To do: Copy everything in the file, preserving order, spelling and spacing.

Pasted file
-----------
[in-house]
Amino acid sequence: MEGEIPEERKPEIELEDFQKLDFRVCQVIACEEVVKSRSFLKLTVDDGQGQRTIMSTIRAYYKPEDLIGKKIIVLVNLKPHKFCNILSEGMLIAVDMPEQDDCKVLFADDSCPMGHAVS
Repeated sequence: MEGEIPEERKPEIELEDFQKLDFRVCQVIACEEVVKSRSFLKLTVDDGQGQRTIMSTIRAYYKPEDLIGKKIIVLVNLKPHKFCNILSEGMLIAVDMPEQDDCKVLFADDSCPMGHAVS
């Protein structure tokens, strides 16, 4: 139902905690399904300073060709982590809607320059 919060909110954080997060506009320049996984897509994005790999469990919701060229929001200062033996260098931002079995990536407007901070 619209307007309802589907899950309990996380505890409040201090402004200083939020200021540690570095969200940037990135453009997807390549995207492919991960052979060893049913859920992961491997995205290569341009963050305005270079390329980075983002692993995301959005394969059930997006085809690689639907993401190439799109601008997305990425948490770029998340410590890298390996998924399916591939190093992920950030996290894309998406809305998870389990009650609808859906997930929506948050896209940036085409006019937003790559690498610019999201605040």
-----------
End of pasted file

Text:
[in-house]
Amino acid sequence: MEGEIPEERKPEIELEDFQKLDFRVCQVIACEEVVKSRSFLKLTVDDGQGQRTIMSTIRAYYKPEDLIGKKIIVLVNLKPHKFCNILSEGMLIAVDMPEQDDCKVLFADDSCPMGHAVS
Repeated sequence: MEGEIPEERKPEIELEDFQKLDFRVCQVIACEEVVKSRSFLKLTVDDGQGQRTIMSTIRAYYKPEDLIGKKIIVLVNLKPHKFCNILSEGMLIAVDMPEQDDCKVLFADDSCPMGHAVS
């Protein structure tokens, strides 16, 4: 139902905690399904300073060709982590809607320059 919060909110954080997060506009320049996984897509994005790999469990919701060229929001200062033996260098931002079995990536407007901070 619209307007309802589907899950309990996380505890409040201090402004200083939020200021540690570095969200940037990135453009997807390549995207492919991960052979060893049913859920992961491997995205290569341009963050305005270079390329980075983002692993995301959005394969059930997006085809690689639907993401190439799109601008997305990425948490770029998340410590890298390996998924399916591939190093992920950030996290894309998406809305998870389990009650609808859906997930929506948050896209940036085409006019937003790559690498610019999201605040």